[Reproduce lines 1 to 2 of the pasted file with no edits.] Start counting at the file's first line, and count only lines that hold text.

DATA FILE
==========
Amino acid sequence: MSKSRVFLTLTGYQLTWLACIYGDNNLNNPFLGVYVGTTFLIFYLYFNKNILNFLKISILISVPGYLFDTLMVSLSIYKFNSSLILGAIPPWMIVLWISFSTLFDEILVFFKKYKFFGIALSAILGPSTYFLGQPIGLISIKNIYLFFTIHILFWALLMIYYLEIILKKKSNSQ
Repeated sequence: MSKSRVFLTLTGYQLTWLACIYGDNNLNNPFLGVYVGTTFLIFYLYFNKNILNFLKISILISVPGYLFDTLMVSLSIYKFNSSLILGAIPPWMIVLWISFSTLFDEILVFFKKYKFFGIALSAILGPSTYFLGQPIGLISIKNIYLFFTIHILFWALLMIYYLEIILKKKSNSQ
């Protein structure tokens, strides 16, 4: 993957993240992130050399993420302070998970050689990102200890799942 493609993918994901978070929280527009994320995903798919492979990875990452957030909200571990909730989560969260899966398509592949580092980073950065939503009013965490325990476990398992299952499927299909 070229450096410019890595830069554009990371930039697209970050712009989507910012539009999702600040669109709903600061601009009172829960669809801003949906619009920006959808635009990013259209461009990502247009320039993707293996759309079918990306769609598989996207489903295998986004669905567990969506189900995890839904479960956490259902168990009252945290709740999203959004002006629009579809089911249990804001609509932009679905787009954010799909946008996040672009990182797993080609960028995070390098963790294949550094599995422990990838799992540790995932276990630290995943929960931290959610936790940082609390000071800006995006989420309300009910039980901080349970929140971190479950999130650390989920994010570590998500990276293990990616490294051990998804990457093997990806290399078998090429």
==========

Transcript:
Amino acid sequence: MSKSRVFLTLTGYQLTWLACIYGDNNLNNPFLGVYVGTTFLIFYLYFNKNILNFLKISILISVPGYLFDTLMVSLSIYKFNSSLILGAIPPWMIVLWISFSTLFDEILVFFKKYKFFGIALSAILGPSTYFLGQPIGLISIKNIYLFFTIHILFWALLMIYYLEIILKKKSNSQ
Repeated sequence: MSKSRVFLTLTGYQLTWLACIYGDNNLNNPFLGVYVGTTFLIFYLYFNKNILNFLKISILISVPGYLFDTLMVSLSIYKFNSSLILGAIPPWMIVLWISFSTLFDEILVFFKKYKFFGIALSAILGPSTYFLGQPIGLISIKNIYLFFTIHILFWALLMIYYLEIILKKKSNSQ